Indyk spent part of the 1973 war volunteering in a kibbutz in Israel’s southern region. In his 2009 book, “Innocent Abroad: An Intimate Account of American Peace Diplomacy in the Middle East,” Indyk called his days in Israel during that war “a defining moment in my life.”
At the time, Indyk said in a 2011 interview, he even considered immigrating to Israel.
Indyk did not make aliyah, but he maintained strong ties with Israel. He visits the country frequently as a board member of Tel Aviv University’s Institute for National Security Studies, and is known to have close ties with top Israeli journalists and politicians. He has often said, especially when speaking to Jewish audiences, that he was first drawn to the Middle East “through my Jewish identity and my connection to Israel.”
Indyk’s life story sets him apart from American peace negotiators of the past. He was born in England, grew up in Australia and moved to the United States only after establishing himself as an academic and foreign relations expert in Sydney.
His first position in Washington was with AIPAC, where he served as deputy research director. In 1985 he took part in the pro- Israel lobby’s first and only foray into the research world and became the founding director of the Washington Institute for Near East Policy, a think tank focused on the region. The institute has since shifted away from its initial affiliation with AIPAC and no longer has formal ties to the lobby.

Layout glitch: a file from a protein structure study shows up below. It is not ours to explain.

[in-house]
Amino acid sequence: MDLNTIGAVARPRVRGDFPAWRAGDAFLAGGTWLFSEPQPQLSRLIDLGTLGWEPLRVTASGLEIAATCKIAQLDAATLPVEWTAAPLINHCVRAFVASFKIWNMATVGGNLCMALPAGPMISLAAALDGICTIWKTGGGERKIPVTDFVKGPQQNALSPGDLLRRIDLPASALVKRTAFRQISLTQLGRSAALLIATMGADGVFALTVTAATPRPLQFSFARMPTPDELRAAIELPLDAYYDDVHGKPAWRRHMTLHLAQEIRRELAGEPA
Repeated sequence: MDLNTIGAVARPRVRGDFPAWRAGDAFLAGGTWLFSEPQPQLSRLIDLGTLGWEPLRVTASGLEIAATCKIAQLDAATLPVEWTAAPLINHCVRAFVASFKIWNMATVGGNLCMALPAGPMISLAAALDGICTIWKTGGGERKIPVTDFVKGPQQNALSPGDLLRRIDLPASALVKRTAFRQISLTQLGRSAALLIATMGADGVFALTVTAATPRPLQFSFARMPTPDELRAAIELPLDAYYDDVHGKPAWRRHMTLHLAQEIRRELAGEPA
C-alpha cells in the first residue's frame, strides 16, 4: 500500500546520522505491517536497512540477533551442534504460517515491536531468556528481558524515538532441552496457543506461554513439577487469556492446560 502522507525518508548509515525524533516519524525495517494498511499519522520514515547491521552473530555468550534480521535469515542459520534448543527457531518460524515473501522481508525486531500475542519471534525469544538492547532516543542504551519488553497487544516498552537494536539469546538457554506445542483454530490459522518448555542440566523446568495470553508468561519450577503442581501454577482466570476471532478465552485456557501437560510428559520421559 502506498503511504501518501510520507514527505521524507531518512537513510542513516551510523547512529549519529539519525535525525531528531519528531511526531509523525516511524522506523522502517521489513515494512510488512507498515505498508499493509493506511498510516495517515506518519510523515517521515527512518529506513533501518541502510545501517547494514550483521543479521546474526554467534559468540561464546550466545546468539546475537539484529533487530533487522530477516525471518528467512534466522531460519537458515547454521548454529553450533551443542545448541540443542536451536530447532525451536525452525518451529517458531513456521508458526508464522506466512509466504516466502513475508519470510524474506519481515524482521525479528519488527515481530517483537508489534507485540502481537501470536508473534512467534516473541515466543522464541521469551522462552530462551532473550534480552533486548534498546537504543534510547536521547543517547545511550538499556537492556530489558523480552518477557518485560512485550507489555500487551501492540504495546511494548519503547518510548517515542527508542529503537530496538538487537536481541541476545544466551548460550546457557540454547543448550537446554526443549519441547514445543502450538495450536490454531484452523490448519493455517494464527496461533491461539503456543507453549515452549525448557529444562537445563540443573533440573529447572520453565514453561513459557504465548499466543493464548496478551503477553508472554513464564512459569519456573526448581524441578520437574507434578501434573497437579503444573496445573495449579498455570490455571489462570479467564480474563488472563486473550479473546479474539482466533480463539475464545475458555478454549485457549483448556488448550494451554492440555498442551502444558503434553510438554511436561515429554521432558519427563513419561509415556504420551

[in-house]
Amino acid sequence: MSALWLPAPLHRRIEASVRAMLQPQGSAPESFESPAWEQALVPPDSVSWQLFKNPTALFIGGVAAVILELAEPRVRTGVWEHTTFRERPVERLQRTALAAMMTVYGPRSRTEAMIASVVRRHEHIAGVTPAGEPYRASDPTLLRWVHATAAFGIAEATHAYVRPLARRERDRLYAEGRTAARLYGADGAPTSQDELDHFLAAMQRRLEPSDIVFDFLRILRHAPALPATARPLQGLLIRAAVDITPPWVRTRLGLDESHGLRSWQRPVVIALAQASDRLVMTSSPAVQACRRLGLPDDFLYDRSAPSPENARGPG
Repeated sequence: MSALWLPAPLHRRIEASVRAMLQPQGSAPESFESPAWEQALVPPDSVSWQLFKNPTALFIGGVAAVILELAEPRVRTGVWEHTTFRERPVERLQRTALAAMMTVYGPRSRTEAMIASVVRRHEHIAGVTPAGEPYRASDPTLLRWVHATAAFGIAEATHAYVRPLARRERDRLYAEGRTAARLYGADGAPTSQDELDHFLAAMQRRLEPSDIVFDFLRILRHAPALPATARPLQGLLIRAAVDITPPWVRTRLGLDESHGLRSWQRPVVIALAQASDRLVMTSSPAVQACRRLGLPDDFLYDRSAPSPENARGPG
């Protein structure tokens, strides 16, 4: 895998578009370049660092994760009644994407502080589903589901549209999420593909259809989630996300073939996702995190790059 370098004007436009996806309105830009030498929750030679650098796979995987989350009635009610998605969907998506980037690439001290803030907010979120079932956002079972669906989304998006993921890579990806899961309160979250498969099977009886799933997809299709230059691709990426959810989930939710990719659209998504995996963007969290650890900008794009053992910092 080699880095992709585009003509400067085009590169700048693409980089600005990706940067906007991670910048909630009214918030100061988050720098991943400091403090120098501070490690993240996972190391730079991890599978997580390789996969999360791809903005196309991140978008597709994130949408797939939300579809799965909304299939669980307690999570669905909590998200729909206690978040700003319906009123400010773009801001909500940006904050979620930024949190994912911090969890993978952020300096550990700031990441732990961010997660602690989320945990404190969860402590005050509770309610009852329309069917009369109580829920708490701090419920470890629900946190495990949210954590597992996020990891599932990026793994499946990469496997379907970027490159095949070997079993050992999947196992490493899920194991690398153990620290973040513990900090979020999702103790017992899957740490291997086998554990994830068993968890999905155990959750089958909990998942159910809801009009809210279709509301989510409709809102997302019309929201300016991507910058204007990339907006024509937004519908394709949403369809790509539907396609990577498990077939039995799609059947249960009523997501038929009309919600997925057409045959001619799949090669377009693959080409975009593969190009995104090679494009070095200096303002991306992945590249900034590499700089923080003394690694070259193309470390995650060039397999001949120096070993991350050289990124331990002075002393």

President Clinton brought Indyk, who advised him on Middle East issues during the presidential campaign, into his administration as director of Near Eastern affairs at the National Security Council, one day after Indyk received his American citizenship. In 1995 he was appointed ambassador to Israel, the first Jewish and the first foreign-born American representative posted there. Indyk served in Tel Aviv until September 1997 and made history once again in 2000, when he was appointed for another term as ambassador.
Working with the Israelis as ambassador at the height of peace negotiations with the Palestinians and with Syria made Indyk a controversial figure in the eyes of Israeli leaders. Former prime minister Ehud Barak was so appreciative of Indyk’s work on the peace process that in an unusual move he asked Clinton to appoint Indyk to ambassador in Israel once again. But Netanyahu, when first elected prime minister, in 1996, sent word to Washington that he’d like to see Indyk replaced because he was regarded as too close to leaders of the Labor Party.